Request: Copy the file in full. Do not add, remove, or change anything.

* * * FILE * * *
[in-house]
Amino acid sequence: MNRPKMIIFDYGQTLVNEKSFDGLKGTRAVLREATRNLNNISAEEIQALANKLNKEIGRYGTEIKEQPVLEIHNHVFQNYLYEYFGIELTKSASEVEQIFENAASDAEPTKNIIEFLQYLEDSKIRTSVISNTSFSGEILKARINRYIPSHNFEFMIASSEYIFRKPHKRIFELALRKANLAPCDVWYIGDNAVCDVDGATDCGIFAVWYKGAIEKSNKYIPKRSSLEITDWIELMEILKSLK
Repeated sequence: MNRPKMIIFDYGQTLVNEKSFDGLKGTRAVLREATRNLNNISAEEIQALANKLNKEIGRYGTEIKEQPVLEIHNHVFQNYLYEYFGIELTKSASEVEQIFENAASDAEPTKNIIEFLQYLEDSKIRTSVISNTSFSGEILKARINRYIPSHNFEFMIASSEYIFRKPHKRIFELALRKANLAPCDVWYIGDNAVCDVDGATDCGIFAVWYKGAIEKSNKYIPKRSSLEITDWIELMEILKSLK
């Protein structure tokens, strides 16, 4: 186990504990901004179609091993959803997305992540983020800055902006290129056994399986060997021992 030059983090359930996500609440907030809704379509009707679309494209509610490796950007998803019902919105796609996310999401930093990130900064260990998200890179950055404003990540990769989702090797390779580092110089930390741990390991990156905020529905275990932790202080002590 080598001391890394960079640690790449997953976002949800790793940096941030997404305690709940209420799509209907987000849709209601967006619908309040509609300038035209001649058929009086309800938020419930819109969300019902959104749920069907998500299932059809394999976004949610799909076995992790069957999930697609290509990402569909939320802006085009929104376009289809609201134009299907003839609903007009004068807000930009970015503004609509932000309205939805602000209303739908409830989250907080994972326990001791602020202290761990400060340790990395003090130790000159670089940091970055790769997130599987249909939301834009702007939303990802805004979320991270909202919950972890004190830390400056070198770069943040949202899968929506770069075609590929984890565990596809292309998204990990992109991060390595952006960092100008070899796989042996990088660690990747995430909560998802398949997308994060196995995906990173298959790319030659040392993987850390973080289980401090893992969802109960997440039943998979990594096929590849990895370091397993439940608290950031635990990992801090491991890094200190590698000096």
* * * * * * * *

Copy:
[in-house]
Amino acid sequence: MNRPKMIIFDYGQTLVNEKSFDGLKGTRAVLREATRNLNNISAEEIQALANKLNKEIGRYGTEIKEQPVLEIHNHVFQNYLYEYFGIELTKSASEVEQIFENAASDAEPTKNIIEFLQYLEDSKIRTSVISNTSFSGEILKARINRYIPSHNFEFMIASSEYIFRKPHKRIFELALRKANLAPCDVWYIGDNAVCDVDGATDCGIFAVWYKGAIEKSNKYIPKRSSLEITDWIELMEILKSLK
Repeated sequence: MNRPKMIIFDYGQTLVNEKSFDGLKGTRAVLREATRNLNNISAEEIQALANKLNKEIGRYGTEIKEQPVLEIHNHVFQNYLYEYFGIELTKSASEVEQIFENAASDAEPTKNIIEFLQYLEDSKIRTSVISNTSFSGEILKARINRYIPSHNFEFMIASSEYIFRKPHKRIFELALRKANLAPCDVWYIGDNAVCDVDGATDCGIFAVWYKGAIEKSNKYIPKRSSLEITDWIELMEILKSLK
């Protein structure tokens, strides 16, 4: 186990504990901004179609091993959803997305992540983020800055902006290129056994399986060997021992 030059983090359930996500609440907030809704379509009707679309494209509610490796950007998803019902919105796609996310999401930093990130900064260990998200890179950055404003990540990769989702090797390779580092110089930390741990390991990156905020529905275990932790202080002590 080598001391890394960079640690790449997953976002949800790793940096941030997404305690709940209420799509209907987000849709209601967006619908309040509609300038035209001649058929009086309800938020419930819109969300019902959104749920069907998500299932059809394999976004949610799909076995992790069957999930697609290509990402569909939320802006085009929104376009289809609201134009299907003839609903007009004068807000930009970015503004609509932000309205939805602000209303739908409830989250907080994972326990001791602020202290761990400060340790990395003090130790000159670089940091970055790769997130599987249909939301834009702007939303990802805004979320991270909202919950972890004190830390400056070198770069943040949202899968929506770069075609590929984890565990596809292309998204990990992109991060390595952006960092100008070899796989042996990088660690990747995430909560998802398949997308994060196995995906990173298959790319030659040392993987850390973080289980401090893992969802109960997440039943998979990594096929590849990895370091397993439940608290950031635990990992801090491991890094200190590698000096």